LIVONIA, Michigan — A rich guy with a tin ear and a culture war extremist: Mitt Romney and Rick Santorum have reinforced these unflattering narratives as the battle for the Republican nomination heats up in Michigan.
Romney’s problems connecting to working class voters hit the national media again after he told a reporter at the Daytona 500 Sunday that while he doesn’t follow car racing closely, “I have some great friends who are NASCAR team owners.”
It came a day after Romney told a crowd in hard-hit Detroit that his wife drives “a couple Cadillacs” — costly luxury cars that are out of reach for most Americans.
Santorum, meanwhile, took heat for calling President Barack Obama a “snob” because he wants everyone to go to college and for saying that watching beloved former president John F. Kennedy talk about the separation of church and state makes him want to “throw up.”
The increasingly negative and gaffe-ridden race to become the Republican standard-bearer is providing ample fodder for Obama as he prepares for the November 6 election amid an improving economy and rising job approval ratings.
It has also pushed Romney into the murky culture war waters — which could hurt Republican chances of winning over independents in the general election — as he woos the party’s conservative base.
If Romney is able to win a decisive victory in Michigan and Arizona on Tuesday — and again next week when 10 states hold nominating contests on Super Tuesday — he may have time to reset voter perceptions and shift back to center.
But with polls showing that Santorum could pull off another win in Romney’s home state of Michigan — giving the former Pennsylvania senator critical momentum going into Super Tuesday — the Republican primary could drag on until the August convention.
And with an unprecedented amount of money unleashed thanks to changes in campaign finance laws, Newt Gingrich and Ron Paul could continue to divide the electorate by staying in the race despite their low polling numbers.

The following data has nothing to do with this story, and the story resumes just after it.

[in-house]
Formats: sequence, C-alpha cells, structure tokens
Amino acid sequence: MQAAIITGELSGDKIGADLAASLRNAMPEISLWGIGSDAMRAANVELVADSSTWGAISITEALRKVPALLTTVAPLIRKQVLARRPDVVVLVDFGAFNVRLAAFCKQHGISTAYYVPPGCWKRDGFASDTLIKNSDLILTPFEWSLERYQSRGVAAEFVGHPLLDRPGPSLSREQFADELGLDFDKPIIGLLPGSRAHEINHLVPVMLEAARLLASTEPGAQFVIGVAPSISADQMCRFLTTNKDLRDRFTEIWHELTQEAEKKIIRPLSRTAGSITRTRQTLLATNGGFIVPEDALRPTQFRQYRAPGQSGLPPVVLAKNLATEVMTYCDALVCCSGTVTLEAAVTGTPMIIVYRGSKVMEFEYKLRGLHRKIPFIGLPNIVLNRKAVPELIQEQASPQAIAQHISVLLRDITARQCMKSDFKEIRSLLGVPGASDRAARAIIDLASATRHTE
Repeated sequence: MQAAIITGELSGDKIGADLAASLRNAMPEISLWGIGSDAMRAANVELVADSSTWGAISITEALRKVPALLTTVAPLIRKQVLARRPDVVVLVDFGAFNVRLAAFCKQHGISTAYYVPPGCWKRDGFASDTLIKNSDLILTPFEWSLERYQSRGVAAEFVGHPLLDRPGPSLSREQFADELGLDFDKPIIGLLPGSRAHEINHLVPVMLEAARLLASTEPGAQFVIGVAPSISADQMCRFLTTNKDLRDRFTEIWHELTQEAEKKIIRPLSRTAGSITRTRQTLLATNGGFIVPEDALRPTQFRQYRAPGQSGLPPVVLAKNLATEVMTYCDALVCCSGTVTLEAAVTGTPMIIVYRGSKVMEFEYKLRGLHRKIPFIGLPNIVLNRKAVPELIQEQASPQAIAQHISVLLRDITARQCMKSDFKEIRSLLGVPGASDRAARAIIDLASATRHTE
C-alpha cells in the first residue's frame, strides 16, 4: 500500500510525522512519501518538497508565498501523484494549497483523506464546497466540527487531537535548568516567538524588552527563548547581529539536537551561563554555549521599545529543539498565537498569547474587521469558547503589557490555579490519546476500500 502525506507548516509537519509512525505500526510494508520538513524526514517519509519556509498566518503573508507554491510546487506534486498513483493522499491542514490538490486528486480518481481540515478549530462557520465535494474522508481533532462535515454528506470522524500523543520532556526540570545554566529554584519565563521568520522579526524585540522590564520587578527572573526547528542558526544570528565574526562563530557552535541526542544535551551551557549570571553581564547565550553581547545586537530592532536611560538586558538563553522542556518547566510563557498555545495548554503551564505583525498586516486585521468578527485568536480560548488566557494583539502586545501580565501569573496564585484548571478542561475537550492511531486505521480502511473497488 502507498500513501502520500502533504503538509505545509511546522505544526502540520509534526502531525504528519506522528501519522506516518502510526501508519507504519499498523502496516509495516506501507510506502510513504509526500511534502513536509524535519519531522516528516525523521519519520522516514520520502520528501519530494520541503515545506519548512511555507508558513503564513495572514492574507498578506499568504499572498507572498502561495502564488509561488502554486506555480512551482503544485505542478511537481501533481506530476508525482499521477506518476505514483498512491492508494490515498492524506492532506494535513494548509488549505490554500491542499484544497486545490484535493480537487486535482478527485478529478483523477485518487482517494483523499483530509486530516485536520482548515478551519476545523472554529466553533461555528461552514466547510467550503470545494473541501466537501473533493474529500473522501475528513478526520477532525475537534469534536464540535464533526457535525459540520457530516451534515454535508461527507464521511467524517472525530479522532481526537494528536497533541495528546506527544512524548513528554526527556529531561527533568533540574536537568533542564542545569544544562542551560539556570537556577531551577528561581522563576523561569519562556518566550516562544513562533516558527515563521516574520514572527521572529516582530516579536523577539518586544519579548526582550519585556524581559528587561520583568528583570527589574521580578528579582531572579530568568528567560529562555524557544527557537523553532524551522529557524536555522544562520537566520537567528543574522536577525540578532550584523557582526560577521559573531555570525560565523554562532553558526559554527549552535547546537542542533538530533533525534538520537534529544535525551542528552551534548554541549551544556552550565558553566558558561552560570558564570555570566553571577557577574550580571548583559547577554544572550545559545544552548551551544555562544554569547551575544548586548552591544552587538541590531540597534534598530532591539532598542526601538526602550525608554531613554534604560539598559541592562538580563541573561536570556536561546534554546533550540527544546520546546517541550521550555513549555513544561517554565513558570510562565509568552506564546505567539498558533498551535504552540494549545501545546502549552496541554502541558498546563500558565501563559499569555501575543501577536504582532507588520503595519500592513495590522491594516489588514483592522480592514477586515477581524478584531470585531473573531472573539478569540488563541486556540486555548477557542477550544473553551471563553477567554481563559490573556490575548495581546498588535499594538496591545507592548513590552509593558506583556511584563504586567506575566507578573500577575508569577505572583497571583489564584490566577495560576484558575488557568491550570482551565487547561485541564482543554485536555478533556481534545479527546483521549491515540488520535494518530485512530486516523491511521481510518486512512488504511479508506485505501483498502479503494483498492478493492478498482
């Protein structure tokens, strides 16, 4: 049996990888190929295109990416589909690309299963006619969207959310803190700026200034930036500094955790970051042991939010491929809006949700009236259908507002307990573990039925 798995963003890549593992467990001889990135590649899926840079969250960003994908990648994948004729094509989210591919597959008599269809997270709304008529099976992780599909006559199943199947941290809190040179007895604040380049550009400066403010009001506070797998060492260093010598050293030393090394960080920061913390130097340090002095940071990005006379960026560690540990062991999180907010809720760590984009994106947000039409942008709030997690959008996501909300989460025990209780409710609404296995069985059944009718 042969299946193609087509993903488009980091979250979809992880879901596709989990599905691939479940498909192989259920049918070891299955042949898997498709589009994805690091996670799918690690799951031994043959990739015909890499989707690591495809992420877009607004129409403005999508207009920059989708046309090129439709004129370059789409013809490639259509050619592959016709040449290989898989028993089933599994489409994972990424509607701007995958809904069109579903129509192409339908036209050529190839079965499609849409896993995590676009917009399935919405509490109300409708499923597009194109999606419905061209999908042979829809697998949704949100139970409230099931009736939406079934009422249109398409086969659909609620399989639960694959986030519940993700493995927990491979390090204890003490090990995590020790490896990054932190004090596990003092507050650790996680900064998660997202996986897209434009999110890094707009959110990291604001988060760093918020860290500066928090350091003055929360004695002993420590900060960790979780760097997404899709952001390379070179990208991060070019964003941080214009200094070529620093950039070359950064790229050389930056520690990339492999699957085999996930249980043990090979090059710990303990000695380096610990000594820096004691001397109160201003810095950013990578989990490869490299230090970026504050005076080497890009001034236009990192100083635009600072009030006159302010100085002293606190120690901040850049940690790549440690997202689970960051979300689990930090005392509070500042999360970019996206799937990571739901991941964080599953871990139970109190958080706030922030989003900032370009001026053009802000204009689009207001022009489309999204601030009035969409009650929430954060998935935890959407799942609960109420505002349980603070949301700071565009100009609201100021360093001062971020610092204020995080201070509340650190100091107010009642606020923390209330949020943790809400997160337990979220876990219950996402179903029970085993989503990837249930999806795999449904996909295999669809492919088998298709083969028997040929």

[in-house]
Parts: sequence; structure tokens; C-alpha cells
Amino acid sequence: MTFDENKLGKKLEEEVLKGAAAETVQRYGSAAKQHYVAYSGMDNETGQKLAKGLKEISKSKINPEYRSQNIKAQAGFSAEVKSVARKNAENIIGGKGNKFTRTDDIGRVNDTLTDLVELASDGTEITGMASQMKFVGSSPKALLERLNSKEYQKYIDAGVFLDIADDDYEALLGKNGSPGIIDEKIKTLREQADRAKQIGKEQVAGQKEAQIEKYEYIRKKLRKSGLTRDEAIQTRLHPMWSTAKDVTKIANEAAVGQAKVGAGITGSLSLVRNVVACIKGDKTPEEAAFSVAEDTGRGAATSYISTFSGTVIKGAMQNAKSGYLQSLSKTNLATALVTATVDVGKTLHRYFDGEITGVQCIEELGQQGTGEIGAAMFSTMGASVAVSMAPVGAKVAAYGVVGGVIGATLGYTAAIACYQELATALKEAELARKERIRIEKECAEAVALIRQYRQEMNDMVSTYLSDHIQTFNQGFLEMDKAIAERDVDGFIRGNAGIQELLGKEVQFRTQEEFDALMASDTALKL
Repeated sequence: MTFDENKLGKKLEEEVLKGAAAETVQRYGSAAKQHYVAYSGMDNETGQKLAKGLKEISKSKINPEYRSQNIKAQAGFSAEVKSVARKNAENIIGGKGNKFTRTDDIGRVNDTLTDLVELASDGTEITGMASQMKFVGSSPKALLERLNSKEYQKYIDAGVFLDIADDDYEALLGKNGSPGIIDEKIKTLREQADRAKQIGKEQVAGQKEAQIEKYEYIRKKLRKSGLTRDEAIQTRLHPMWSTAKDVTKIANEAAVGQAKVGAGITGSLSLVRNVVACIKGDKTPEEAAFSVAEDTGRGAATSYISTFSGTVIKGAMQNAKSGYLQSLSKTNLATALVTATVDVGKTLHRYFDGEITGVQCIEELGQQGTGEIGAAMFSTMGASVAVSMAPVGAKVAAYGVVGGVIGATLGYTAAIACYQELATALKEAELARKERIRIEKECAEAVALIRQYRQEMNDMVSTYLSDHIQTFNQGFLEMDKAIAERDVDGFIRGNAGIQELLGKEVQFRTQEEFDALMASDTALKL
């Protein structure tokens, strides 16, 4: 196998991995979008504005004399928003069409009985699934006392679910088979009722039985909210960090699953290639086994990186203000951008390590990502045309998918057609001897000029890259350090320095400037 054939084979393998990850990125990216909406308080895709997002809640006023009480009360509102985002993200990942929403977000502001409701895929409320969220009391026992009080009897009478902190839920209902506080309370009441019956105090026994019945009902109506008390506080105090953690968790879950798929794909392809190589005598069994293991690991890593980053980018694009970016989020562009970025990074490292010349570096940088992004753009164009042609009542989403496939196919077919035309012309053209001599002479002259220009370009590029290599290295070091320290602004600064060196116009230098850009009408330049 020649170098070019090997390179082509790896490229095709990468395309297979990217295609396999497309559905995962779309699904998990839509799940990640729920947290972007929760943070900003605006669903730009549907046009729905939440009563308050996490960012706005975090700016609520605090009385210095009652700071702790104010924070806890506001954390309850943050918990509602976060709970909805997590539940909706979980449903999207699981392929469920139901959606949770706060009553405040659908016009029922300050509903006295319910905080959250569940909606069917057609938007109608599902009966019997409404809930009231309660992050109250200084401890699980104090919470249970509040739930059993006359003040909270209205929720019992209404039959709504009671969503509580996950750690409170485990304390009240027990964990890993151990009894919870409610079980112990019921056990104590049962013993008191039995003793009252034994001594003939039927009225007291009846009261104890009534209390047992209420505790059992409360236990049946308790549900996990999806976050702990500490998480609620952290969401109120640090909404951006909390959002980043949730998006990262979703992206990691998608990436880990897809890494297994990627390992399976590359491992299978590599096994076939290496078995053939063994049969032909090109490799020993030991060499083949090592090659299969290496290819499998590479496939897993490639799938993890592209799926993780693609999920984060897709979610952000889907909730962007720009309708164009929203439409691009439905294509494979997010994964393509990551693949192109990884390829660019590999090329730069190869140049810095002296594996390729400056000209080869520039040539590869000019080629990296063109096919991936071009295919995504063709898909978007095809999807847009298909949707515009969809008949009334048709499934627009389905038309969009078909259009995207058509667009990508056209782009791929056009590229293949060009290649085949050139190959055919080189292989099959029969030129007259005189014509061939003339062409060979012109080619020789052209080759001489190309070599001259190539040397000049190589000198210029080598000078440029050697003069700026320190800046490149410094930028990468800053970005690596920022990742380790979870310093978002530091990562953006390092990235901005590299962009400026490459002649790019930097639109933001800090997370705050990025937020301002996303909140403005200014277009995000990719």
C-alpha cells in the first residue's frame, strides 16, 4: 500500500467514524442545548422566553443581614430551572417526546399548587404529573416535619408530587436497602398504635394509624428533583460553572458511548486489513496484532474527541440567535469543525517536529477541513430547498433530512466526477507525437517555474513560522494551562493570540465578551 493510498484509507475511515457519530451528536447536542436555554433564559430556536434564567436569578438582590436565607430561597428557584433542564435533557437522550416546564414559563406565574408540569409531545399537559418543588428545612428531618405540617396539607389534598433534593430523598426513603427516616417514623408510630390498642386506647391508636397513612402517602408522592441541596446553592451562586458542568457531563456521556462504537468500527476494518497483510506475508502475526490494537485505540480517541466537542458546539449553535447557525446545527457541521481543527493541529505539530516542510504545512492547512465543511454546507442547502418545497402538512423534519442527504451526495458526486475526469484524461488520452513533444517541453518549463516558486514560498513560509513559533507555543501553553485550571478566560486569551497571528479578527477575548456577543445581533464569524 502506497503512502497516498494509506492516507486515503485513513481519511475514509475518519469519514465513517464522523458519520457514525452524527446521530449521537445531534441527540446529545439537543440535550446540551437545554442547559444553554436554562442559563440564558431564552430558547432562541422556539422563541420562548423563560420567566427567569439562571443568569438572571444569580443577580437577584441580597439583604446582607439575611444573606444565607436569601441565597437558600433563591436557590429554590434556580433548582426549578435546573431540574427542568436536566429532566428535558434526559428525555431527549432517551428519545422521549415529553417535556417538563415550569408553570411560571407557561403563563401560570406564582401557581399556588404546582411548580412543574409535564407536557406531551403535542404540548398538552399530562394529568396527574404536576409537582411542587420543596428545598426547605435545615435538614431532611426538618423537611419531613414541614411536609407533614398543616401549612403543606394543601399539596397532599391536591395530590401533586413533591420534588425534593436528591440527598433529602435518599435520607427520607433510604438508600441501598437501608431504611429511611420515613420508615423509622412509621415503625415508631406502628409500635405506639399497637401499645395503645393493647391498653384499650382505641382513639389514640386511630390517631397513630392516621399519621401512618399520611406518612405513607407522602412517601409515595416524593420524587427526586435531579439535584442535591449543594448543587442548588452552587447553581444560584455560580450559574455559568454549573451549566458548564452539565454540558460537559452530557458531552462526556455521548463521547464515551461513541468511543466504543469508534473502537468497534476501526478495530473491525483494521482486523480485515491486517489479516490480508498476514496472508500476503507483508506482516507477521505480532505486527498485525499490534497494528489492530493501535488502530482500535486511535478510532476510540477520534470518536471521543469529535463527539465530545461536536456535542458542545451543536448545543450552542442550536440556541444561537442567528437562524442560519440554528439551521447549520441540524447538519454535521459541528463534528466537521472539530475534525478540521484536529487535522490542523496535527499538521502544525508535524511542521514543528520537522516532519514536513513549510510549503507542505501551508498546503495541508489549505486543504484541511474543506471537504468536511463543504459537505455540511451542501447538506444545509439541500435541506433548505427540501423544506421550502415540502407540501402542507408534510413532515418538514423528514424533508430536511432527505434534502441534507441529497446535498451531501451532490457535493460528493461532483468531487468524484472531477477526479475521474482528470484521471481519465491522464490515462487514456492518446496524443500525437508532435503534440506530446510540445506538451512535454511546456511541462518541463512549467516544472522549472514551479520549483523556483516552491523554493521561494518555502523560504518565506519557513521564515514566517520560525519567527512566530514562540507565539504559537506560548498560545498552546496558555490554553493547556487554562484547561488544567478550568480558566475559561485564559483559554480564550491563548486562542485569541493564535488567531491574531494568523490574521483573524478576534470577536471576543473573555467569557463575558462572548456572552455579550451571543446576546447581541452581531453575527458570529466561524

“In a three or four way race, the possibility of keeping Romney from a majority of the delegates raises the prospect of a brokered convention,” said Michael Traugott, a political expert at the University of Michigan.
The Republican presidential hopefuls are focusing on divisive cultural and social issues because only about 10 percent of the electorate participates in primaries — and social conservatives drive that vote, he said.
Recent expressions of outrage over Obama’s plan to require employers to provide birth control as part of their health insurance coverage, for instance, may stir up the base, but it could hurt in November.
“It will put off independents and it will put off women who are a majority of the electorate, and that is the main reason that the leadership of the Republican Party is so concerned about this turn of events,” Traugott told AFP.
“It’s possible that by the general election whoever the nominee is could be focusing effectively on economic issues, but they still are going to have to answer to the statements they’re making now.”
Santorum on Monday defended his conservative positions and insisted that it won’t hurt him in a match-up against Obama.
“In 1980, the pundits were saying that Ronald Reagan was an albatross, that he was too conservative,” he said at a campaign event in Livonia, Michigan.
“They mocked the values that built this country. But we’re past that.”
The question of the next few weeks is whether Republican primary voters make their choices based on who has the best chance to win or who “can articulate the most conservative positions on social issues,” said Danny Hayes, a political expert at American University.
“The more that they’re focused on electability and who can beat Obama the more likely it is that Romney’s going to win,” he said in a telephone interview.
“While Romney isn’t a common man, the evidence shows that’s less of a problem than Santorum’s ideological positioning which is pretty far to the right of independents and swing voters in the general electorate.”